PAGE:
Auricula ‘Shalford’s Double’

I bought my first Primula auricula back in 2010. It’s dead now, a casualty of the move. I’ve successfully grown other primulas since, but it’s the diminutive, silvery auriculas that really captivate me.

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A Few Film Photos Taken in the Alpine Garden at the Denver Botanic

The large inflorescence in the background of this photo belongs to Agave parryi, an agave that can be hardy to -18C (according to “High and Dry: Gardening with Cold-Hardy Dryland Plants” by Robert Nold), depending on the growing conditions. Recently, I have been learning about some of the hardier agaves and was pleased to see

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Alpine Flowers at Mount Evans, Colorado

As promised, a follow-up post of closeup shots taken at the Mount Goliath alpine garden. While I had to exclude hundreds of shots to keep this post within reason, I still managed to go overboard with over 30 images. As a result, I have embedded a slideshow so that those of you with a slow

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Above the Tree Line

How cool to be so high I could actually see where the trees stopped. Just like that. No more trees. While in Denver, a friend of ours (thanks Ross!) generously offered to take us up to Mt. Goliath, an alpine area that is managed by the Denver Botanic Gardens. As an alpine plant fan this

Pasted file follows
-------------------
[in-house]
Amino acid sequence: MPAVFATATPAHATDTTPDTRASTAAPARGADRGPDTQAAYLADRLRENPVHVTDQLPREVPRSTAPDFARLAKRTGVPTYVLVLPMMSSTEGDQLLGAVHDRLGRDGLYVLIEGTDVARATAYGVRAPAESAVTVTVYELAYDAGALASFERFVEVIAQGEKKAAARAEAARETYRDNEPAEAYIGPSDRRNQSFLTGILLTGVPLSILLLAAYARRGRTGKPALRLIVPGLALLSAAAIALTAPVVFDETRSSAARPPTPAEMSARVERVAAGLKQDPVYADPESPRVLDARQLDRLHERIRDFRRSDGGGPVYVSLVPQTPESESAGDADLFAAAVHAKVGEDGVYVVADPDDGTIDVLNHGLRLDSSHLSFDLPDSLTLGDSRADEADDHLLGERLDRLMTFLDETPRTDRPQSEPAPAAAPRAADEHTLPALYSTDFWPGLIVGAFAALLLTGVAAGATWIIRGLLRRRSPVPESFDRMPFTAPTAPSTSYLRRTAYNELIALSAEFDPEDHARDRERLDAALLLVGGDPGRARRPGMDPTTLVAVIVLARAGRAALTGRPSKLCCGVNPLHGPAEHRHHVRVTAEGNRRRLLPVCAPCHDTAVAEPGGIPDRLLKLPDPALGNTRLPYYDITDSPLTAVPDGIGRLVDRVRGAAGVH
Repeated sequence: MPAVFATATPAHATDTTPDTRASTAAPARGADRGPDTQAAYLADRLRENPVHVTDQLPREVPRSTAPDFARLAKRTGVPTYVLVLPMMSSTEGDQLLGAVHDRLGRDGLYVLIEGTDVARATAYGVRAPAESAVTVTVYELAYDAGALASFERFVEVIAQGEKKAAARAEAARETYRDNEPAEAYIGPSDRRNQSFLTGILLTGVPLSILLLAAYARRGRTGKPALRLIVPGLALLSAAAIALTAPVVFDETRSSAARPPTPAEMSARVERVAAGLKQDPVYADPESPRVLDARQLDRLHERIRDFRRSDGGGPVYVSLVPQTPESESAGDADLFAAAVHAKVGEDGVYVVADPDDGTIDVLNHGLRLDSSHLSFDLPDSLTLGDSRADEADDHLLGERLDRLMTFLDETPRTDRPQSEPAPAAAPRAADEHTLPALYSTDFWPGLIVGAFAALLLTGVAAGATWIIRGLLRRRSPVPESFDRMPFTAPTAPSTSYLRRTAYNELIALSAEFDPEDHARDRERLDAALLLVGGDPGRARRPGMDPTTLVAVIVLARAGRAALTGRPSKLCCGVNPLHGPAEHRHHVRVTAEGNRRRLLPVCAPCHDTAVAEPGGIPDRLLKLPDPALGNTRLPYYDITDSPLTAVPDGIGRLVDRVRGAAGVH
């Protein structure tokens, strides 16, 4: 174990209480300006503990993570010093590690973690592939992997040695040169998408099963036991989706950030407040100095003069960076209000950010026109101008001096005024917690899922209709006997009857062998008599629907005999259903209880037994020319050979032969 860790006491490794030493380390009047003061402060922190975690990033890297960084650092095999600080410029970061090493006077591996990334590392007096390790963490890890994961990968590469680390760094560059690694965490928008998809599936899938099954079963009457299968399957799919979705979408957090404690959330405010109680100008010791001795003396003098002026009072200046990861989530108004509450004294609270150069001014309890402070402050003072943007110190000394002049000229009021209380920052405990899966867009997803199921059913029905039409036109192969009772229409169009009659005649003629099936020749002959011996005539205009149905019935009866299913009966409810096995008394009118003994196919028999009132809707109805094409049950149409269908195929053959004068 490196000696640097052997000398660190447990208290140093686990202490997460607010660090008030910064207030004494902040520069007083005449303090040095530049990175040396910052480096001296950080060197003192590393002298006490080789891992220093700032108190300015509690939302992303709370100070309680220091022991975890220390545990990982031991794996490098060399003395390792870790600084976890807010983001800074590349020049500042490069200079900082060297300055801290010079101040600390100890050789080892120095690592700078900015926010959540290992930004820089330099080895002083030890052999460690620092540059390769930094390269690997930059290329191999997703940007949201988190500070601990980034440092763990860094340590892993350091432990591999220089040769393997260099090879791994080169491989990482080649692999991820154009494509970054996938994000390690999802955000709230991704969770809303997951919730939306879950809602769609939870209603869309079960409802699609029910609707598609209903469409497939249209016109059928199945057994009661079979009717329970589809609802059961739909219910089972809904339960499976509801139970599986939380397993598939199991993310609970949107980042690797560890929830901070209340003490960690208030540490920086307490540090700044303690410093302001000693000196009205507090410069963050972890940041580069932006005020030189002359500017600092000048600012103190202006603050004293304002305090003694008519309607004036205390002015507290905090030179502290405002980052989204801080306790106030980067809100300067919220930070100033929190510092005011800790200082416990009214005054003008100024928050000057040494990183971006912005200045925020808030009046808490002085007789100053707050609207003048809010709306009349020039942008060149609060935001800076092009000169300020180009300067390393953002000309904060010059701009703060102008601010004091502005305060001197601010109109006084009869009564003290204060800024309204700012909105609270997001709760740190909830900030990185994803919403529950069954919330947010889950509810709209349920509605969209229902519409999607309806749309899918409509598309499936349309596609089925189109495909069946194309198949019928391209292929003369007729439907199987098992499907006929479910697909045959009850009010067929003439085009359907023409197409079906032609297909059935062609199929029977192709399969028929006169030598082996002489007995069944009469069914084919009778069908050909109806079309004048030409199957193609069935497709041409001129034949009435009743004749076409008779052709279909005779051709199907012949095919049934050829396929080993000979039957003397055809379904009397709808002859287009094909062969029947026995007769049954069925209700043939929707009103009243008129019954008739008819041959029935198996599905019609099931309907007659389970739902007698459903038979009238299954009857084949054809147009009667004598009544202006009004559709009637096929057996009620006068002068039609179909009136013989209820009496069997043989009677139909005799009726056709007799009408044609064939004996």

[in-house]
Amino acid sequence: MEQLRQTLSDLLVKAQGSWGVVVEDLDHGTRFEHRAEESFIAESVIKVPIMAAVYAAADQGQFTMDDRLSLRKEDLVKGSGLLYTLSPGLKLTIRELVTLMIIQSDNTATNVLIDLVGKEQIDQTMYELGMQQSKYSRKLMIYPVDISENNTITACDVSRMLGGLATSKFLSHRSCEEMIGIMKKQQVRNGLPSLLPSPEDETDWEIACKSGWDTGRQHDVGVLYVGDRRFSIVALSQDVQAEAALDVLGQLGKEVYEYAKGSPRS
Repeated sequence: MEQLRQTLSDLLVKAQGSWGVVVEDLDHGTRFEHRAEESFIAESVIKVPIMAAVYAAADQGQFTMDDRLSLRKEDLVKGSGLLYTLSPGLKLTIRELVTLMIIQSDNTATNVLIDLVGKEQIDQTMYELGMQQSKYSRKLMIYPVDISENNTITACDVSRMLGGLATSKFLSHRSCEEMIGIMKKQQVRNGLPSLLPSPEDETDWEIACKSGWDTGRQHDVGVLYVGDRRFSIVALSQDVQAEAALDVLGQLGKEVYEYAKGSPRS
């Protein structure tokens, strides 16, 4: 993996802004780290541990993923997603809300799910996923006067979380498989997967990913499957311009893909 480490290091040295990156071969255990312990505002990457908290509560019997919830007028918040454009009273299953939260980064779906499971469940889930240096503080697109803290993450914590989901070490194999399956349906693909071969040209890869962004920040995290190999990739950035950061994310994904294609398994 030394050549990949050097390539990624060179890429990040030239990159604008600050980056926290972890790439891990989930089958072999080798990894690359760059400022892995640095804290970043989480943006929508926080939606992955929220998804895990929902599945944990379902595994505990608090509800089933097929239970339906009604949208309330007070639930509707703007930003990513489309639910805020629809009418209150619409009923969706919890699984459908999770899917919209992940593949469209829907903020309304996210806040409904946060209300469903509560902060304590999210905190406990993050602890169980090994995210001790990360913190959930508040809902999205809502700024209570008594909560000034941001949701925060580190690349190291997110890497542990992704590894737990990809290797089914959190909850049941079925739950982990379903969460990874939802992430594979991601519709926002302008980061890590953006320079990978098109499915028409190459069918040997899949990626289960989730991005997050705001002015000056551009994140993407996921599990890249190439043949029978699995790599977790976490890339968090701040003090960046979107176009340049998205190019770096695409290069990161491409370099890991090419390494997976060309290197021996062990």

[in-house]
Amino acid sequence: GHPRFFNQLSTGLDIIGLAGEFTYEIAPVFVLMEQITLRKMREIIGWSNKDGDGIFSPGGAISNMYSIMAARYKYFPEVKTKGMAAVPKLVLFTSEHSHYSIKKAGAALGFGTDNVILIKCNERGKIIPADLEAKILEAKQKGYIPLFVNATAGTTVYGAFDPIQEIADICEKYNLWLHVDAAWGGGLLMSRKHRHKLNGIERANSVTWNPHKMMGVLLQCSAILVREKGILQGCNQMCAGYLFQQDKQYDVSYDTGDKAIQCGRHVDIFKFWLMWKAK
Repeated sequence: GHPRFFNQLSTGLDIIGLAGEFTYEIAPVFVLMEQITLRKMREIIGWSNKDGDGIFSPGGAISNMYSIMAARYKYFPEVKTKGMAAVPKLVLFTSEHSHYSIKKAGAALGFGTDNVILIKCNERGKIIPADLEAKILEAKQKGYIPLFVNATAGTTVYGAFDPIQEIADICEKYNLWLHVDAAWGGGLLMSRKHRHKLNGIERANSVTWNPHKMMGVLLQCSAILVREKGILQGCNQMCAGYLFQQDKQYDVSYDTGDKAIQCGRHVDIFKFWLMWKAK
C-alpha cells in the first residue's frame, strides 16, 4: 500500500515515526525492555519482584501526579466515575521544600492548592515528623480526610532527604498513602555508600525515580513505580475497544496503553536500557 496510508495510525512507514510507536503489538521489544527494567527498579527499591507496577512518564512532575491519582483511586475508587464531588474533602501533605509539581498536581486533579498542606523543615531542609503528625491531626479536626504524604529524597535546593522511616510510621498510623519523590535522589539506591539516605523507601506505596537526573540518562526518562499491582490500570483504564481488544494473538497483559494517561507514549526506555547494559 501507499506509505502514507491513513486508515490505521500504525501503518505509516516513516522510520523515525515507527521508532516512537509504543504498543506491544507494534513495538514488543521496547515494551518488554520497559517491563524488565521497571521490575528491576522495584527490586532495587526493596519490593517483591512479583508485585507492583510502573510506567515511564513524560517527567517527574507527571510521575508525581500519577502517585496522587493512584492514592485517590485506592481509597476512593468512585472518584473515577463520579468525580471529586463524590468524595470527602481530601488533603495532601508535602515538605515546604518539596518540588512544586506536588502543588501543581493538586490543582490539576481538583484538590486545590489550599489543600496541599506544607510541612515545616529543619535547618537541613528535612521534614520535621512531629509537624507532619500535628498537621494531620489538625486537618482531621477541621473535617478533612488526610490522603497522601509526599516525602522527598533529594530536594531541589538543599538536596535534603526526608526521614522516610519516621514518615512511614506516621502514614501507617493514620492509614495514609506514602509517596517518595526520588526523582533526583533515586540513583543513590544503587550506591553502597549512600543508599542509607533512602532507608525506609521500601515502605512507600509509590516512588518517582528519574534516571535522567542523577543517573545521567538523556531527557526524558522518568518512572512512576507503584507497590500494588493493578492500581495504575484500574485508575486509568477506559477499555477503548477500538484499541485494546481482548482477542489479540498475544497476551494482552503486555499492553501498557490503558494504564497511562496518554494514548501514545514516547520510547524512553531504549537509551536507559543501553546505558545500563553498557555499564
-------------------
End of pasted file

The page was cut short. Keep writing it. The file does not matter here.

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Roof Garden Tour (Back Wall, June 2010)

Click the image to see full-size. As I begin to get the gardens sorted, I figured it was time to start showing what I’ve been up to all of these months. I’ve been growing on the roof since March; however, in a small space I don’t have a hidden area to put the in progress

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Auricula ‘Pinstripe’

I bought this adorable little Primula aricula ‘Pinstripe’ the other day at the Ontario Rock Garden Society sale. It was the one plant purchased there that I didn’t really need, but couldn’t bear to leave behind. I’m currently keeping it in a little hypertuffa pot I made years back (molded around a plastic drinking cup),

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Planting a Sempervivum Trough

Sempervivums or Hens and Chicks as they are commonly called, are an incredibly hardy, and drought tolerant succulent that can take a fair amount of abuse, yet when I was starting out on my roof, they were the last plant I wanted to grow. I’d come to associate them with the few that had been